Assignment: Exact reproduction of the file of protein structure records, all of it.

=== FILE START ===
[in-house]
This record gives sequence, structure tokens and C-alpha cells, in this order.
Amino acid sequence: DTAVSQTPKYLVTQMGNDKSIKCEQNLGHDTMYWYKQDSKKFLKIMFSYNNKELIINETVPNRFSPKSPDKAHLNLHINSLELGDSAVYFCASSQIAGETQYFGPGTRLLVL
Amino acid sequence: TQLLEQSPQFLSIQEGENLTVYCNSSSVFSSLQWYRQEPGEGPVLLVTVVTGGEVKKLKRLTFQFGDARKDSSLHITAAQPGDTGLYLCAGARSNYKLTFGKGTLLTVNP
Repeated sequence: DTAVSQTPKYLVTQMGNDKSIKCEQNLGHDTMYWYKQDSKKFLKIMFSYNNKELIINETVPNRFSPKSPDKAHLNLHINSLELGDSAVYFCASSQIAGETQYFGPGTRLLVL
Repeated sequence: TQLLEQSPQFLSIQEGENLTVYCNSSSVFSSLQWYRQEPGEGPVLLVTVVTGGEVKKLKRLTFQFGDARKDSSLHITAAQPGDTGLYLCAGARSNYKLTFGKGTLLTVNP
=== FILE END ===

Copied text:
[in-house]
This record gives sequence, structure tokens and C-alpha cells, in this order.
Amino acid sequence: DTAVSQTPKYLVTQMGNDKSIKCEQNLGHDTMYWYKQDSKKFLKIMFSYNNKELIINETVPNRFSPKSPDKAHLNLHINSLELGDSAVYFCASSQIAGETQYFGPGTRLLVL
Amino acid sequence: TQLLEQSPQFLSIQEGENLTVYCNSSSVFSSLQWYRQEPGEGPVLLVTVVTGGEVKKLKRLTFQFGDARKDSSLHITAAQPGDTGLYLCAGARSNYKLTFGKGTLLTVNP
Repeated sequence: DTAVSQTPKYLVTQMGNDKSIKCEQNLGHDTMYWYKQDSKKFLKIMFSYNNKELIINETVPNRFSPKSPDKAHLNLHINSLELGDSAVYFCASSQIAGETQYFGPGTRLLVL
Repeated sequence: TQLLEQSPQFLSIQEGENLTVYCNSSSVFSSLQWYRQEPGEGPVLLVTVVTGGEVKKLKRLTFQFGDARKDSSLHITAAQPGDTGLYLCAGARSNYKLTFGKGTLLTVNP